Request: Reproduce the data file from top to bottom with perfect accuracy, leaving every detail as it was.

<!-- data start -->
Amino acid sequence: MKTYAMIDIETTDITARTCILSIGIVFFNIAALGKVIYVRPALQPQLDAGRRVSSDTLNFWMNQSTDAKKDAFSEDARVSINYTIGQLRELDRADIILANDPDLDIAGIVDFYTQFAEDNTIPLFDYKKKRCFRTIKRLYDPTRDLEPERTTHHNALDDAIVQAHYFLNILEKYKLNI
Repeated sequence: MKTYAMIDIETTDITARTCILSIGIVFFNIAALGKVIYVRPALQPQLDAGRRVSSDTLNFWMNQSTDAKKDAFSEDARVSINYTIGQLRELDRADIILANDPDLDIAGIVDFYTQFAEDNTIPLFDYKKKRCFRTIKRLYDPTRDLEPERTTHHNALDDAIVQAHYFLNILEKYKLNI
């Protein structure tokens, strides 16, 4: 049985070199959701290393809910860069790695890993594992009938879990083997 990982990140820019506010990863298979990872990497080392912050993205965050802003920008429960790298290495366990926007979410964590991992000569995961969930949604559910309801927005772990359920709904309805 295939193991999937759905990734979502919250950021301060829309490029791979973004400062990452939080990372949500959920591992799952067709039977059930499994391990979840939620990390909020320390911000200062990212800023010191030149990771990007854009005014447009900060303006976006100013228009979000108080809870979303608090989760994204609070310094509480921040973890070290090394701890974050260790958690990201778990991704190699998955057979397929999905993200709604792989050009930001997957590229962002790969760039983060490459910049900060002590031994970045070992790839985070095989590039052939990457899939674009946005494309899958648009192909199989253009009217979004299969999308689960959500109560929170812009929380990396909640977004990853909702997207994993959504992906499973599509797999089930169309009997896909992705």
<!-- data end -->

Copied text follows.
Amino acid sequence: MKTYAMIDIETTDITARTCILSIGIVFFNIAALGKVIYVRPALQPQLDAGRRVSSDTLNFWMNQSTDAKKDAFSEDARVSINYTIGQLRELDRADIILANDPDLDIAGIVDFYTQFAEDNTIPLFDYKKKRCFRTIKRLYDPTRDLEPERTTHHNALDDAIVQAHYFLNILEKYKLNI
Repeated sequence: MKTYAMIDIETTDITARTCILSIGIVFFNIAALGKVIYVRPALQPQLDAGRRVSSDTLNFWMNQSTDAKKDAFSEDARVSINYTIGQLRELDRADIILANDPDLDIAGIVDFYTQFAEDNTIPLFDYKKKRCFRTIKRLYDPTRDLEPERTTHHNALDDAIVQAHYFLNILEKYKLNI
């Protein structure tokens, strides 16, 4: 049985070199959701290393809910860069790695890993594992009938879990083997 990982990140820019506010990863298979990872990497080392912050993205965050802003920008429960790298290495366990926007979410964590991992000569995961969930949604559910309801927005772990359920709904309805 295939193991999937759905990734979502919250950021301060829309490029791979973004400062990452939080990372949500959920591992799952067709039977059930499994391990979840939620990390909020320390911000200062990212800023010191030149990771990007854009005014447009900060303006976006100013228009979000108080809870979303608090989760994204609070310094509480921040973890070290090394701890974050260790958690990201778990991704190699998955057979397929999905993200709604792989050009930001997957590229962002790969760039983060490459910049900060002590031994970045070992790839985070095989590039052939990457899939674009946005494309899958648009192909199989253009009217979004299969999308689960959500109560929170812009929380990396909640977004990853909702997207994993959504992906499973599509797999089930169309009997896909992705």